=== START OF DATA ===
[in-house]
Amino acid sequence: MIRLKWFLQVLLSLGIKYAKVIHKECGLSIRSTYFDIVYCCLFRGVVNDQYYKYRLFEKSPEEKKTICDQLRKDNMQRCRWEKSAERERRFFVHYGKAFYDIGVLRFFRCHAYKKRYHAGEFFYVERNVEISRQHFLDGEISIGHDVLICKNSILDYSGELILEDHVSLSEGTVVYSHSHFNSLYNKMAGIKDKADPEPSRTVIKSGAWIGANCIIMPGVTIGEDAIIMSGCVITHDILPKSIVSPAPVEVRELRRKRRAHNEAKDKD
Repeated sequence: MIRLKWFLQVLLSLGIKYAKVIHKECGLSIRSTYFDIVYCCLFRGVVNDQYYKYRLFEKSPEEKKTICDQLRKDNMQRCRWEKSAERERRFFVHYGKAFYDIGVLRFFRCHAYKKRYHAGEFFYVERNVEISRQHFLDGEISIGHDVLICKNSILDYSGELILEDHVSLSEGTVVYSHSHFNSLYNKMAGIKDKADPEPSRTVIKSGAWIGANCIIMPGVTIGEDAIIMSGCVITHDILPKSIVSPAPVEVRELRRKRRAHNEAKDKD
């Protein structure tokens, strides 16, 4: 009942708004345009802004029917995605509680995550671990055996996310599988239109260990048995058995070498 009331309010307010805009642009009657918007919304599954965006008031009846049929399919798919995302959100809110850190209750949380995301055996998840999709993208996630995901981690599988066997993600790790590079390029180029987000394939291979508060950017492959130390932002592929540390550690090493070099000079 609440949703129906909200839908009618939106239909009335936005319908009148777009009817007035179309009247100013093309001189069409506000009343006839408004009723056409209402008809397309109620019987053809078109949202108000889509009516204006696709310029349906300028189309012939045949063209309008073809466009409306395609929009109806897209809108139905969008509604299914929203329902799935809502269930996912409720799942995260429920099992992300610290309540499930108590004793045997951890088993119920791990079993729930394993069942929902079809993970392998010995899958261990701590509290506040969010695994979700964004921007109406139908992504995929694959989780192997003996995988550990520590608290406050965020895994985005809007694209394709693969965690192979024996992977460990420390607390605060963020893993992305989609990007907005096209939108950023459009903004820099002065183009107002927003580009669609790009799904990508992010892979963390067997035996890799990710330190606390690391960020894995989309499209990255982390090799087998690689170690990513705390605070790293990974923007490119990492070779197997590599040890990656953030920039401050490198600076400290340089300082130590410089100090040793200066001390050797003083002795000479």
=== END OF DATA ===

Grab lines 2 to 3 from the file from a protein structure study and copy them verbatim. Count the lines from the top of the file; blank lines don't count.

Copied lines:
Amino acid sequence: MIRLKWFLQVLLSLGIKYAKVIHKECGLSIRSTYFDIVYCCLFRGVVNDQYYKYRLFEKSPEEKKTICDQLRKDNMQRCRWEKSAERERRFFVHYGKAFYDIGVLRFFRCHAYKKRYHAGEFFYVERNVEISRQHFLDGEISIGHDVLICKNSILDYSGELILEDHVSLSEGTVVYSHSHFNSLYNKMAGIKDKADPEPSRTVIKSGAWIGANCIIMPGVTIGEDAIIMSGCVITHDILPKSIVSPAPVEVRELRRKRRAHNEAKDKD
Repeated sequence: MIRLKWFLQVLLSLGIKYAKVIHKECGLSIRSTYFDIVYCCLFRGVVNDQYYKYRLFEKSPEEKKTICDQLRKDNMQRCRWEKSAERERRFFVHYGKAFYDIGVLRFFRCHAYKKRYHAGEFFYVERNVEISRQHFLDGEISIGHDVLICKNSILDYSGELILEDHVSLSEGTVVYSHSHFNSLYNKMAGIKDKADPEPSRTVIKSGAWIGANCIIMPGVTIGEDAIIMSGCVITHDILPKSIVSPAPVEVRELRRKRRAHNEAKDKD